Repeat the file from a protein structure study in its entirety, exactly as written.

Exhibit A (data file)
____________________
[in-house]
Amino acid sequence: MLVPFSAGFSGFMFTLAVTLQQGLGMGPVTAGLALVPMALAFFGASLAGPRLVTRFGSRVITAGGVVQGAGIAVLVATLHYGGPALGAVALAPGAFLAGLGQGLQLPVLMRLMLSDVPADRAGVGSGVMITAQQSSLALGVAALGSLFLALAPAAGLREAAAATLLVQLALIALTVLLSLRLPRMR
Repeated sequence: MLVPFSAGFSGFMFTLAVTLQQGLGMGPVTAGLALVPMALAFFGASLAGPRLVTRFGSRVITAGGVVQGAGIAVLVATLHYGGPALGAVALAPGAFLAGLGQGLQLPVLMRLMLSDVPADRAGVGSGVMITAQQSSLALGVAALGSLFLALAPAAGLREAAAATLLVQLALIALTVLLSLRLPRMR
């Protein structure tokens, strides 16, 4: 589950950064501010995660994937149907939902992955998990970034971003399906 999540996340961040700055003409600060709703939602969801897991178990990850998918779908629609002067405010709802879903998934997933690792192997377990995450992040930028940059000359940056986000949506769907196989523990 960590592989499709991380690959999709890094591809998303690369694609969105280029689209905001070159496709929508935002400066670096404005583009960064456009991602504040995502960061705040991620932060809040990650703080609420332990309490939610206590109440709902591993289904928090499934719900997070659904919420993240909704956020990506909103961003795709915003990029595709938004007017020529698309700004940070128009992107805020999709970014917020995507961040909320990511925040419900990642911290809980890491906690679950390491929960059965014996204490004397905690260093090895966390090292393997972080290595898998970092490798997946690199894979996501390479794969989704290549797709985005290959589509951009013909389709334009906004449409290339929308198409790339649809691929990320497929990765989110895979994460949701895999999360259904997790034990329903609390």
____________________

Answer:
[in-house]
Amino acid sequence: MLVPFSAGFSGFMFTLAVTLQQGLGMGPVTAGLALVPMALAFFGASLAGPRLVTRFGSRVITAGGVVQGAGIAVLVATLHYGGPALGAVALAPGAFLAGLGQGLQLPVLMRLMLSDVPADRAGVGSGVMITAQQSSLALGVAALGSLFLALAPAAGLREAAAATLLVQLALIALTVLLSLRLPRMR
Repeated sequence: MLVPFSAGFSGFMFTLAVTLQQGLGMGPVTAGLALVPMALAFFGASLAGPRLVTRFGSRVITAGGVVQGAGIAVLVATLHYGGPALGAVALAPGAFLAGLGQGLQLPVLMRLMLSDVPADRAGVGSGVMITAQQSSLALGVAALGSLFLALAPAAGLREAAAATLLVQLALIALTVLLSLRLPRMR
């Protein structure tokens, strides 16, 4: 589950950064501010995660994937149907939902992955998990970034971003399906 999540996340961040700055003409600060709703939602969801897991178990990850998918779908629609002067405010709802879903998934997933690792192997377990995450992040930028940059000359940056986000949506769907196989523990 960590592989499709991380690959999709890094591809998303690369694609969105280029689209905001070159496709929508935002400066670096404005583009960064456009991602504040995502960061705040991620932060809040990650703080609420332990309490939610206590109440709902591993289904928090499934719900997070659904919420993240909704956020990506909103961003795709915003990029595709938004007017020529698309700004940070128009992107805020999709970014917020995507961040909320990511925040419900990642911290809980890491906690679950390491929960059965014996204490004397905690260093090895966390090292393997972080290595898998970092490798997946690199894979996501390479794969989704290549797709985005290959589509951009013909389709334009906004449409290339929308198409790339649809691929990320497929990765989110895979994460949701895999999360259904997790034990329903609390």